While most of the attention in last Tuesday's Illinois primary election was focused on the four-way race for the Republican nomination for governor and the three-way race for the GOP nod for Adams County clerk/recorder, overlooked was the few number of Democratic voters.
Only 17.3 percent of registered in voters cast ballots in Adams County, slightly above the percentage from four years earlier, and 90 percent of them pulled Republican ballots. Only 806 of the 7,926 ballots cast were Democratic.
There are a couple of possible scenarios for the paltry Democratic turnout. Some could have heeded the call of union leaders statewide to take Republican ballots and vote for state Sen. Kirk Dillard to try to stop venture capitalist Bruce Rauner from earning the nomination. Or the local party remains so fractured that there just wasn't much interest.
Granted, there were only two contested races on the Adams County Democratic ballot, and incumbent Gov. Pat Quinn was a runaway winner, as expected. And even though Quincy history teacher Rob Mellon was seeking the party's nomination for the U.S. House, no one expected the winner of his race with Darrel Miller to be much of a match for incumbent Aaron Schock in the fall.
But the decline in the number of Democrats locally should be alarming to party loyalists.
About 23 percent of ballots cast in 2010 were Democratic, and Democrats and Republicans had almost an equal number of ballots during the 2006 primary.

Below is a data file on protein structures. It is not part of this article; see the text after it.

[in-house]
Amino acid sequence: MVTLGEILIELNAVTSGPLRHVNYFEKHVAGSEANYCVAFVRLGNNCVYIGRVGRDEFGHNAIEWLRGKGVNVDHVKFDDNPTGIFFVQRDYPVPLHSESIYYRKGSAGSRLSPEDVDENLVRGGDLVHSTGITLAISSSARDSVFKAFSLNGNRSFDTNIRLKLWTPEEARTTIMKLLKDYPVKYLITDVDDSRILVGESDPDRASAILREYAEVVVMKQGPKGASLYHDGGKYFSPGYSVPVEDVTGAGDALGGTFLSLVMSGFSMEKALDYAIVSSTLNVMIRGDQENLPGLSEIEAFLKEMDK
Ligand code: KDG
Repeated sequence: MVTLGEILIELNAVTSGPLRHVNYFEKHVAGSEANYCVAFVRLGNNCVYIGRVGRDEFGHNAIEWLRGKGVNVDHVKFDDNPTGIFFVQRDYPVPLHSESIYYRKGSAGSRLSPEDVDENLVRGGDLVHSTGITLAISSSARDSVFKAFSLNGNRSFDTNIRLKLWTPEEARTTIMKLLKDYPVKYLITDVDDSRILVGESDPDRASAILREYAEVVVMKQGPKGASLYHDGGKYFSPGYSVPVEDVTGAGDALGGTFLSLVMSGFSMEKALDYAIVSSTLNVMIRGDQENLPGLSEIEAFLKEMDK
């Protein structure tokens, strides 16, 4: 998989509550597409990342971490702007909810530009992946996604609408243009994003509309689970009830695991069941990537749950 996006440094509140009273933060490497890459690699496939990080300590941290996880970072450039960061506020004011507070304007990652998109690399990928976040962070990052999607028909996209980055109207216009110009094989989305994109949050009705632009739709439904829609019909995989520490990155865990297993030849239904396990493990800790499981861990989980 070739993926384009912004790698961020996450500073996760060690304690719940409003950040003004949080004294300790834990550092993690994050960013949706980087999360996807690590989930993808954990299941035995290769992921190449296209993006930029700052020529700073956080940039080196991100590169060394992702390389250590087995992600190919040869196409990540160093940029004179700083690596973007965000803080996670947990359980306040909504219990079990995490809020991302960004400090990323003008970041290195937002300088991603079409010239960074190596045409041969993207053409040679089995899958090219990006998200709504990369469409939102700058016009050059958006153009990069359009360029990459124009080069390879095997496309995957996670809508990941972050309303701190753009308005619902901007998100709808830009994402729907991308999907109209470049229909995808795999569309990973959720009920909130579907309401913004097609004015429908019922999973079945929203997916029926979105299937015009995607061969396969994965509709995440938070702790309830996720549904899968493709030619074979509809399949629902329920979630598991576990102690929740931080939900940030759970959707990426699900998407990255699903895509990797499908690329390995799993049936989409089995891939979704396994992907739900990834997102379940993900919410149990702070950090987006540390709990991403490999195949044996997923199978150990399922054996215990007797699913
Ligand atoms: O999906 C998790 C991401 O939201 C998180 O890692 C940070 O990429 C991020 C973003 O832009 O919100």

Adams County Democrats have remained splintered since 2004, when Virgil Goehl was ousted as chairman and former Mayor Verne Hagstrom was installed. The strong party apparatus that enabled Democrats to hold a majority on the Quincy City Council for more than 50 years and the mayor's office from 1985 until last spring appears to no longer exist.
Democrats still hold the city offices of treasurer and clerk, and the county positions of sheriff and circuit clerk. But Republicans hold clear majorities on both the City Council and County Board, as well as all other elected positions.
And the prospects for the November election don't appear to be much better for Democrats, either.
The party has yet to field a candidate to oppose newly selected Randy Frese for the 94th District Illinois House seat being vacated by state Rep. Jil Tracy of Quincy. Adams County Treasurer Terry Asher is unopposed so far in his bid for a second term.
Democrats weren't prepared to field a candidate for county clerk/recorder in case three-term incumbent Georgia Volm chose not to run again, which allowed political novice Jonathan Schoenakase to file at the last minute and earn the nod when Volm bowed out.
Both Republicans and Democrats consider Schoenakase a flawed candidate. He was convicted of a felony in his youth and is most recently known for fighting the city for operating an unlicensed taxi service. An attempt by Democrats to try to remove Schoenakase from the ballot last fall was rejected because it was not filed within the mandatory time period.
That leaves Chuck Venvertloh, who prevailed in the GOP primary, as the odd's-on favorite to win in November. If he does, Venvertloh would be the first Republican to ever hold the post.
"We're going to be out there working hard," he told The Herald-Whig last week.
It remains to be seen if Democrats will.